In a fee dispute between prominent attorneys, a Maryland appeals court Tuesday overturned a $200,000 unjust-enrichment award to the law firm of Nathaniel E. Jones Jr., a Baltimore lawyer who served as behind-the-scenes co-counsel to the defense team for now-imprisoned investment manager Nathan A. Chapman Jr.
The Court of Special Appeals said Chapman was the only one enriched by the purported joint-defense agreement between Jones, of Jones & Associates PC, and William R. “Billy” Martin, then of Blank Rome LLP in Washington, D.C.
The court, in deciding for Blank Rome over Jones & Associates, added that unjust enrichment awards are “rarely appropriate” in professional-services disputes, where the parties — in this case, two law firms — know the importance of agreeing on compensation before services are rendered to avoid fee disagreements afterward.
“We believe this vindicates the firm,” said Patrick O. Cavanaugh, a partner and chief administrative officer at Blank Rome, when told of the court’s unreported decision.
The decision was also a victory for Baltimore City State’s Attorney-elect Gregg L. Bernstein, who argued Blank Rome’s case at trial and on appeal.
“It’s extremely gratifying,” Bernstein said of his win.
“There was no evidence of a benefit conferred” that could warrant unjust enrichment, added Bernstein, who represented the firm while with Zuckerman Spaeder LLP in Baltimore and will be sworn in Jan. 3.
The fee dispute centered on Jones’ contention that he and Martin — Chapman’s lead defense attorney — had an oral contract under which Jones provided critical business-law expertise for Chapman’s defense against fraud charges.
Blank Rome countered that Martin had made no such agreement with Jones. An experienced business lawyer, such as Jones, would have insisted on a written contract spelling out compensation, Bernstein argued at trial.
A Baltimore City Circuit Court jury in January 2009 sided with Jones and awarded his firm $200,312.14 in compensation for unpaid services to Blank Rome. The jury rejected Jones’ argument that Blank Rome had breached a contract, but accepted his claim that the D.C. firm had been enriched by his assistance and that its failure to compensate him for the help was unjust.
But the Court of Special Appeals, in overturning the verdict, said it was not Blank Rome who sought “enrichment” through the arrangement.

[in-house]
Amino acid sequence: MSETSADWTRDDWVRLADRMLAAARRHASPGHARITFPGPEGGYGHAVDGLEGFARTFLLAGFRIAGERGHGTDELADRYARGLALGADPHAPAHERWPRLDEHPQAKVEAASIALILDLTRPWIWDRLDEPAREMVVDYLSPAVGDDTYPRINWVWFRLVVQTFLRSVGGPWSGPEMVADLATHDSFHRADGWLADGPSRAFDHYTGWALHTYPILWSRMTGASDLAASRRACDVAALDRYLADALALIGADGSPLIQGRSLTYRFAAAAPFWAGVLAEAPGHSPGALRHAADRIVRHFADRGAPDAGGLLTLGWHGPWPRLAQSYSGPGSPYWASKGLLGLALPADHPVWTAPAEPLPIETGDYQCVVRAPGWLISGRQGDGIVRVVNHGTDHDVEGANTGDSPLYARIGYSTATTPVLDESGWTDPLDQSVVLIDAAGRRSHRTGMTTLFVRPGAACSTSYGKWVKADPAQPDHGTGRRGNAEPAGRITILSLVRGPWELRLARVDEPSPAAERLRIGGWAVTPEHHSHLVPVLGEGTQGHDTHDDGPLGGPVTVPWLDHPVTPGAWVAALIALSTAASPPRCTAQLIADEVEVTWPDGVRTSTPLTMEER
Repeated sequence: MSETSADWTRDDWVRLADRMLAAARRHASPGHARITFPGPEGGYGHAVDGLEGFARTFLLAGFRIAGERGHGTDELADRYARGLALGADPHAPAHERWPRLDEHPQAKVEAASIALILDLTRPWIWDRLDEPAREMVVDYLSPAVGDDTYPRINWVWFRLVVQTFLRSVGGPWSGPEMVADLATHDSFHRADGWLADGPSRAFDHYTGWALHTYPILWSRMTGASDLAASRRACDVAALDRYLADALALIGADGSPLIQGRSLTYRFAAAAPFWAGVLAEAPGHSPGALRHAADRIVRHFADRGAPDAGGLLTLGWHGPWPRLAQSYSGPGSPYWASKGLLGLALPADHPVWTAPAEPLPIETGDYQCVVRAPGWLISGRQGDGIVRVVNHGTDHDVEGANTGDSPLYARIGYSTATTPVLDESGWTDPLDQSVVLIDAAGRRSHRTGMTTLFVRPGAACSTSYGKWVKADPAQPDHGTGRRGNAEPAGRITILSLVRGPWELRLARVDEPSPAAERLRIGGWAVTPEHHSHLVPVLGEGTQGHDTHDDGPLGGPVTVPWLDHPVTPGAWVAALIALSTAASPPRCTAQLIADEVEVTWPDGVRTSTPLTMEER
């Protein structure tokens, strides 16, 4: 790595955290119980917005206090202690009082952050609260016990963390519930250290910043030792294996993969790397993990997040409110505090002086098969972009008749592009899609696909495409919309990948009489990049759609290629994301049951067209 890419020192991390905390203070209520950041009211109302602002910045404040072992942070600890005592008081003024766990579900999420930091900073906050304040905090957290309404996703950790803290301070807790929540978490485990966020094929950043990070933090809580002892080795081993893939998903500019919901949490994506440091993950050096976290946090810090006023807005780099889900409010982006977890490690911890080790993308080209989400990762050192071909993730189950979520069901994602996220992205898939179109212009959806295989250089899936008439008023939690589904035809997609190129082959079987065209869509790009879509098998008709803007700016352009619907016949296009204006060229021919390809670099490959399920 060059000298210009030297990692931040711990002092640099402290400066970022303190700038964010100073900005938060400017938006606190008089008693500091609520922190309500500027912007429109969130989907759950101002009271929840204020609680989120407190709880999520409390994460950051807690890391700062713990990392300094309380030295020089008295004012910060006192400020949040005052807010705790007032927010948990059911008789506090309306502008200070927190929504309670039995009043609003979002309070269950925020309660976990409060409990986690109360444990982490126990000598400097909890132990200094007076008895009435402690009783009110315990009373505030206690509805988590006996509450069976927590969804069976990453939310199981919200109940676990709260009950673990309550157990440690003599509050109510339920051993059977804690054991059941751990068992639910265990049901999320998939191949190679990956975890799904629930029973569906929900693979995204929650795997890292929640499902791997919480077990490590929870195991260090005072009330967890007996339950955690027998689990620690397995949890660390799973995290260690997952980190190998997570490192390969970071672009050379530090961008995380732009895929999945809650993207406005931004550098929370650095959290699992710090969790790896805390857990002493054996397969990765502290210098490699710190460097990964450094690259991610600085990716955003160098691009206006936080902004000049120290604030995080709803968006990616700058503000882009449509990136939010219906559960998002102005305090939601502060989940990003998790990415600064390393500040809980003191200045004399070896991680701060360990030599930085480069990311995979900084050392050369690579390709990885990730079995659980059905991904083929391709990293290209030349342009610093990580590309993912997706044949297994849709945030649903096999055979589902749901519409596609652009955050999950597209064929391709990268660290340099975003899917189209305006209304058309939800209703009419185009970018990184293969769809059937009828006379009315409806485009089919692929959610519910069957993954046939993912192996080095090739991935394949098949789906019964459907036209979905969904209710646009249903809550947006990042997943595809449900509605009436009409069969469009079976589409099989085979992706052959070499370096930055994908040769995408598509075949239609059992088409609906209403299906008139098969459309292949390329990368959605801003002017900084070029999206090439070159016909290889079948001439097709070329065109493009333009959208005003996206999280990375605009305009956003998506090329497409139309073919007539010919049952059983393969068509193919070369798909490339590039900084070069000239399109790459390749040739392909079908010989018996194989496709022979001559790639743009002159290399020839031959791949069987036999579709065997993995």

“Chapman was the one who contacted Blank Rome to request that the firm ask for assistance from Jones,” Judge Robert A. Zarnoch wrote for the court.
“And what defense attorney would turn down help under an apparent joint defense agreement while in the midst of a high profile federal criminal trial,” Zarnoch added. “It is … clear to us that the beneficiary was Chapman because it was ultimately his defense that would have been bolstered by the additional support from Jones.”
The court also said Jones, a lawyer, presumably knew that service contracts must specify the compensation to be paid, particularly because the recipient receives “a non-cash benefit.”
“The parties here were certainly in a position to bargain for legal services, and as Jones & Associates points out, they did in fact bargain,” Zarnoch wrote. “The two firms did not come to an agreement about any kind of payment for services, yet, Jones & Associates conferred a non-cash benefit by assisting in Chapman’s defense. Due to the non-cash nature of the benefit and the parties’ failed bargaining, we need not have any ‘special sympathy’ for Jones & Associates.”
Neither Jones nor James H. Fields, a Jones associate who argued the firm’s case at trial and on appeal, returned telephone messages seeking comment on the decision.
Martin, who was not a party to Jones & Associates’ lawsuit against Blank Rome, also did not return telephone messages. Martin, now with Howrey LLP in Washington, D.C., is the lead defense attorney for former Prince George’s County Executive Jack B. Johnson, who faces federal public corruption charges.
Judges Deborah S. Eyler and Christopher B. Kehoe joined Zarnoch’s opinion.
During Chapman’s 2004 trial, prosecutors said he told his deputies to invest state pension money in the initial public offering of his online financial services company, eChapman Inc.
A U.S. District Court jury in Baltimore found Chapman guilty of 23 counts of fraud. U.S. District Judge William D. Quarles Jr. sentenced Chapman to 7½ years in prison and ordered him to pay more than $5 million in restitution.
Chapman, whose sentence was later reduced to 5¼ years, testified by video deposition on Jones’ behalf at the civil trial.
His projected release date from prison is Dec. 31, 2011, according to the Federal Bureau of Prisons’ website.
The Court of Special Appeals’ unreported opinion is available as RecordFax# 10-1221-01